Star Trek actress Nichelle Nichols’ ashes head for solar orbit, Entertainment News

LOS ANGELES — The late actress Nichelle Nichols, better known as Lt. Uhura on Star Trek, will become the last member of the 1960s TV series to be commemorated by having some of her Earthly remains flown into space.

Nichols, who died July 30 at the age of 89, is credited with helping to break down racial stereotypes and redefine Hollywood roles for black actors during the height of the American civil rights movement, as one of the first black women to portray a stand-alone character on network television. .

Now it has been added to the posthumous passenger manifesto of an actual rocket that is to carry a collection of vials containing cremated ashes and DNA samples from dozens of space enthusiasts who died on a final and eternal journey. around the sun, according to the organizers of the tribute.

The launch date has not yet been set.

Other Star Trek cast members and executives whose remains were launched into space include James Doohan, who played the show’s chief engineer, Scotty, and Star Trek creator, Gene Roddenberry. .

Also joining the launch will be the remains of Roddenberry’s wife, Majel Barrett-Roddenberry, who played nurse Christine Chapel on the series, and acclaimed sci-fi visual effects artist Douglas Trumbull, whose work has been featured in films such as 2001: A Space Odyssey and Star Trek: The Movie.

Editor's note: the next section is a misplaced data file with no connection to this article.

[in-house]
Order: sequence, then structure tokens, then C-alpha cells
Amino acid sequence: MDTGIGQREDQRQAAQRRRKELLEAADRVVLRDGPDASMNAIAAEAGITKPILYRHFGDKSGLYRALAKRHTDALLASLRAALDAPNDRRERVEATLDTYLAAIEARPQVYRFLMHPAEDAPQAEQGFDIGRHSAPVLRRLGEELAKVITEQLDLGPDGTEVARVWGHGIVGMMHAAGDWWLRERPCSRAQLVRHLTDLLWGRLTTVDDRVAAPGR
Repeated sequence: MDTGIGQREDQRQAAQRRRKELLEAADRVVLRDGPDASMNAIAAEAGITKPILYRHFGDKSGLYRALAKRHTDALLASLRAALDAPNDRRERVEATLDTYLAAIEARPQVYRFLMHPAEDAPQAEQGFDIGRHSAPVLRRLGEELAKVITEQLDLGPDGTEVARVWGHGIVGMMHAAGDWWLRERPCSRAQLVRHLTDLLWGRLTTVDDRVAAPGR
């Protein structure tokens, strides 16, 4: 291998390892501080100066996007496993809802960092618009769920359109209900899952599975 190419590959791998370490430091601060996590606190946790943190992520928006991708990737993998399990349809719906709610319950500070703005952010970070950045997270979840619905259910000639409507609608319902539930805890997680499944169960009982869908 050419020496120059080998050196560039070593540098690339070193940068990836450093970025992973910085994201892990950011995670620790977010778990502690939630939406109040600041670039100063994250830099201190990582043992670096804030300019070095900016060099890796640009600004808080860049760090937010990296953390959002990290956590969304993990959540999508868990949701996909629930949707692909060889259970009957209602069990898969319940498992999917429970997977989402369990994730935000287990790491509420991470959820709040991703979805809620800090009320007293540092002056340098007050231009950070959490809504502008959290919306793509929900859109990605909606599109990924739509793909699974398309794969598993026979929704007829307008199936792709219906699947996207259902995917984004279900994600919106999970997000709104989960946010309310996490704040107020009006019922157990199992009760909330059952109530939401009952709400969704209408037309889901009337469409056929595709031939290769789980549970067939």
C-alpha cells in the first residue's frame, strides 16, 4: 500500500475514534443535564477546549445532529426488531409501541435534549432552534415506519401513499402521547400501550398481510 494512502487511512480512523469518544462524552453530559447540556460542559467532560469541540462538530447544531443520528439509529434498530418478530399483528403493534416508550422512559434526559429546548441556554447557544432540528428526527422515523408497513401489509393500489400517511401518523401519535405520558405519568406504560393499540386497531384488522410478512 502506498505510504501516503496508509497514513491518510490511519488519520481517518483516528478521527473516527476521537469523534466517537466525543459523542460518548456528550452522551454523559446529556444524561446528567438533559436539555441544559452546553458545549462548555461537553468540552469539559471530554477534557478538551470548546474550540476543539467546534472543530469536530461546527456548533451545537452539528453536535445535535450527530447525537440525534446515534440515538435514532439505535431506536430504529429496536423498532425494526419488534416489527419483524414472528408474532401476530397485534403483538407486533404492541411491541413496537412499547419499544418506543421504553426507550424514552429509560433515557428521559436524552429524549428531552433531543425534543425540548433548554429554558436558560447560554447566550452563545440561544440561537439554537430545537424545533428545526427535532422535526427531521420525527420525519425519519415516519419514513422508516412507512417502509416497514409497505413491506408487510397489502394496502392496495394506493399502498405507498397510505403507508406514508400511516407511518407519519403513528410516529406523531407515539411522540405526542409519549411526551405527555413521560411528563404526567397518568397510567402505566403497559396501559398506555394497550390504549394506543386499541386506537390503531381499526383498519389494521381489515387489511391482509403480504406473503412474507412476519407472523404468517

The launch is being organized by Celestis Inc, a Texas-based company that has created a unique niche in the burgeoning commercial space industry by offering a measure of cosmic immortality to customers who can afford a spectacular send-off, which contracts with private rocket companies.

Celestis did not disclose the costs of this flight but lists the fares for its memorial spaceflights on its website.

The next memorial flight will be aboard a Vulcan Centaur rocket, still under development by the Boeing and Lockheed Martin United Launch Alliance (ULA) joint venture.

Plans call for the more than 200 capsules carrying human remains and DNA for what Celestis calls its ‘corporate flight’ to go inside the rocket’s upper stage as it flies into deep space. , beyond the gravitational pull of Earth and the Moon and will eventually enter perpetual solar orbit, said Charles Chafer, co-founder and CEO of Celestis.

“It’s a wonderful memorial to her, an everlasting one,” Nichols’ son Kyle Johnson told Reuters.

In the 1970s, Nichols was hired by NASA to help recruit more marginalized groups and women to the space agency, where she was influential in attracting talent such as America’s first female astronaut, Sally Ride, the first black female astronaut, Mae Jemison, and the first black NASA chief, Charlie Bolden.